Elliot Mason, a bold and creative trombonist with the Jazz at Lincoln Center Orchestra, recorded his developing baby’s heartbeat into one of his songs. This is just one of many cool things about Mason’s new CD titled “Before, Now & After.”
Collaborating with his wife, vocalist Sofija Knezevic, makes this CD all the more infused with love and warmth. For example, it delivers the slow and contemplative feel you expect from “In a Sentimental Mood,” but here Mason adds a Chet-like quality with his beautifully sad approach on horn. Adding a layer of lightness are the vocals, which play off the trombone as they trade the spotlight. Another track from this CD, “Vulnerable,” has a sunny spirit with its intro of piano and slowly circling brushes. The surprise is the perfect unity of the trombone and vocal lines, mirroring one another like two halves of the same image. So versatile is Mason on his instrument that his improv provides a scenic bridge in this lovely song, where the piano remains poignant to a tee. “Passion Dance” is punchier, adding funk and again includes some very accomplished vocals, paired once more with trombone. In comes the brilliant, brassy trumpet of his brother, Brad Mason, making this song a visceral pleasure.
“Before, Now & After” is a well-woven CD with texture and substance, and a feel-great vibe.
When and why did you start trombone?
Both my parents are jazz musicians; my father was a music educator who played trumpet, trombone and bass trumpet, and my mother is a jazz vocalist and still singing. From as early as I can remember there was always jazz in the house. If someone wasn’t listening to it, they were practicing it. For me, this created an overwhelming curiosity towards the extravagant metal objects in the forbidden room.
When I was four years old I tried to play my dad’s Bach Mount Vernon bass trumpet while it was on its stand. This swiftly resulted in me getting my own student model trumpet. When I was seven, my father thought my embouchure was better suited for trombone and I willingly made the switch.
What’s different about your custom trombones? What are your favorite accessories?
I’ve been fortunate to work with Mike Corrigan from Best American Craftsmen (BAC) for the last seven years to create the Elliot Mason Signature Series. Our goal was to develop something new with a unique, personalized perspective and make that available for everyone.
It has been quite a journey and a wonderful learning experience. I am very proud to be able to help design a trombone that is truly unique in its dimensions, with improved features that include a multi-directional adjustable thumb rest, which enables you to completely adjust the horn to fit your hand; and multiple threaded balancing counter weights, giving you the ability to dial in your balancing preferences, as well as redesigning the slide lock.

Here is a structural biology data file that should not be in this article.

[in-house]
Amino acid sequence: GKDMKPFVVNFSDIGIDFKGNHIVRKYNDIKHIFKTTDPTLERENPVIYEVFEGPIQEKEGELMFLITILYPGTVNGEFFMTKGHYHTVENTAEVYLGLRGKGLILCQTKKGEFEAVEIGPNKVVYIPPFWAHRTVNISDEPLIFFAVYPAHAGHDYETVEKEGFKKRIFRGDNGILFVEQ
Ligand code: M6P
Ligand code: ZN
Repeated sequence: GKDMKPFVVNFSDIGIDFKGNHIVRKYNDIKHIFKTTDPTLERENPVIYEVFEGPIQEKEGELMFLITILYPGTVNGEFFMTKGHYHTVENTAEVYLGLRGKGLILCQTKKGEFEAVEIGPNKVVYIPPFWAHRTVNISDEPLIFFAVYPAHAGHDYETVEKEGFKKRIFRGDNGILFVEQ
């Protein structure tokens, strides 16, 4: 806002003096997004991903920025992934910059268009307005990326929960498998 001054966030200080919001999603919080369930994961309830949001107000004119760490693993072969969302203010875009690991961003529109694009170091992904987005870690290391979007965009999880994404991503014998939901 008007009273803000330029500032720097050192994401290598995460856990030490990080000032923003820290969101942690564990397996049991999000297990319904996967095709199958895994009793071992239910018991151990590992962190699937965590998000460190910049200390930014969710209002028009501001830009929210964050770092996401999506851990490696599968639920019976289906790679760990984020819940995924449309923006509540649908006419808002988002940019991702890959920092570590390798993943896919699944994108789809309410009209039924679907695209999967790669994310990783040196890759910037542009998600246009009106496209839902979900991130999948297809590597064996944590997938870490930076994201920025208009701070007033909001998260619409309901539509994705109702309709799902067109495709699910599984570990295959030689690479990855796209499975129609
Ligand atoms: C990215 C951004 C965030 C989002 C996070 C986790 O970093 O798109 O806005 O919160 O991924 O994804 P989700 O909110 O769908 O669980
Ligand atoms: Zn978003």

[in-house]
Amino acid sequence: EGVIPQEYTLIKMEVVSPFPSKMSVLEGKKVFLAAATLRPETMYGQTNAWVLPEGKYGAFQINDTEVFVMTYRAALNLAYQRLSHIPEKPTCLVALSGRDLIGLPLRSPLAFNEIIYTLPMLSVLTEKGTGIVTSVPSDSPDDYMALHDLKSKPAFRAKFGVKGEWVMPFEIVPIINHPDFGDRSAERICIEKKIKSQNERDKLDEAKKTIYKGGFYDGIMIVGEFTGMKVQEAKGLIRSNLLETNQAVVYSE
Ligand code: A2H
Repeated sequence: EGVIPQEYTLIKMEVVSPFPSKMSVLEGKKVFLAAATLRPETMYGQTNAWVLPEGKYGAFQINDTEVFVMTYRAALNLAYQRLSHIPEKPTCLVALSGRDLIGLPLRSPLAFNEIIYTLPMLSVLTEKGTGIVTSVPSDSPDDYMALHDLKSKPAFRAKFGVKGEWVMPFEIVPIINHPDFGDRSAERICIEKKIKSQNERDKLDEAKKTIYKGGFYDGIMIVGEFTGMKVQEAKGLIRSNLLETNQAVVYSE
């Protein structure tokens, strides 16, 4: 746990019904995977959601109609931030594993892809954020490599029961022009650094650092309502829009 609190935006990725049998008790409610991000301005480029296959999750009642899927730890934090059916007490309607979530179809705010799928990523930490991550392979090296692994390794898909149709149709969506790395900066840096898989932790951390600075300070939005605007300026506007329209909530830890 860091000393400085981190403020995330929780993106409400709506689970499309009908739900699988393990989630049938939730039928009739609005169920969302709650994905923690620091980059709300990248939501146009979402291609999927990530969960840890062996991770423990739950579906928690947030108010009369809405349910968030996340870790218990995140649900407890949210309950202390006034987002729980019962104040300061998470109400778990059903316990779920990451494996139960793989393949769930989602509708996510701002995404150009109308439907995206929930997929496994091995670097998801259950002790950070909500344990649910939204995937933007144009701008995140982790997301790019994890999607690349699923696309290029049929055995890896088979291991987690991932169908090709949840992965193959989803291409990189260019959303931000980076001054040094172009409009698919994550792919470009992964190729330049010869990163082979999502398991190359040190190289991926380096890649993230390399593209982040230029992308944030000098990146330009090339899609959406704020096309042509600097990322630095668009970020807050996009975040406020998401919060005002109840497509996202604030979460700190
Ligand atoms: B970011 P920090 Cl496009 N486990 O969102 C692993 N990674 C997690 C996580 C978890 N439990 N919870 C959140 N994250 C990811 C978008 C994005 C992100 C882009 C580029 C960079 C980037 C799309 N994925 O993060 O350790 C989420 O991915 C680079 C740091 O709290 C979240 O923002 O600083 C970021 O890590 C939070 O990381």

I had the daunting task of picking favorites from 40 different lead pipes, 20 different slides and multiple bell flare options, all while mixing and matching multiple high-quality metal options such as nickel silver, yellow brass, gold brass, copper, stainless steel and phosphor bronze.
My favorite accessory has to be the case, because of the screw bell option. The case is flat and resembles a violin, which is amazing for traveling!
What themes inspire you when you compose?
It really all starts from emotions, colors and feelings. I try to be clear-minded and in the moment, following my instincts to create something that I find emotionally moving. This process of not leading with your intellectual side and letting knowledge naturally seep in can be challenging at times, but always rewarding. For me, it usually results in the focusing of meaning behind the notes and brings more of a purpose to my writing/performance.
Describe your journey to get to perform for Jazz at Lincoln Center.
My journey is slightly different than most members of the Jazz at Lincoln Center Orchestra (JLCO). I didn’t grow up in the US, so unfortunately I didn’t come through the Essentially Ellington competition or have an opportunity to perform with Wynton prior to my audition.
The trombone chair was open for more than a year. I was told that both Chris Crenshaw and Vincent Gardner (the two full-time trombonists in the band) put my name forward to audition. Shortly after I was called for one week of concerts. I was then called back for another week and then for a month-long tour, where we had more opportunities to solo and stretch.
During the tour I was asked to join the orchestra for a season (a year’s contract), and I now just signed my contract for 2018-19, which will be my 12th season with the band.
What have you learned from working with Wynton Marsalis?
Just being around someone who is such an advocate for the art form, whether it’s through performing, education or raising awareness, his passion continually impacts me and everyone close to him. He truly is the hardest-working person that I’ve ever met, and all while raising the bar for his instrument.
Playing alongside Wynton, not only being exposed to his musical voice, but the many unique personalities in the JLCO, has without a doubt influenced me and my musical decisions.
Wynton recently said, “Being a member of the JLCO means I might not get to solo as much as performing in a smaller configuration, but I’m a better musician for it.”
This really hit home for me. I might not solo as often as I’d like to, but hearing Wynton and every other JLCO member while performing different music covering all eras of jazz has definitely raised my level of musicianship.
What is it like to be part of such a large and established orchestra?
It is extremely rewarding. I am very grateful to not only be playing jazz for a living, but to be continually performing new and classic music from what feels like an almost infinite library. We diversely cover the art form that is my life’s passion, and I get to do this with some of today’s finest jazz musicians.
We do spend 250+ days together a year, half of those being seven-hour rehearsals. The other days are split between concerts at Jazz at Lincoln Center in NYC and four to five months on the road touring. It’s understandable why we often refer to each other as our second family, sometimes first!
Who are the members of your Quintet and what does each bring to the sound?
For the concept of this album, I knew the perfect rhythm section would be my fellow JLCO musicians. Not only do they have an unbelievable connection, but they know my playing better than anyone, as we have played together for over 11 years.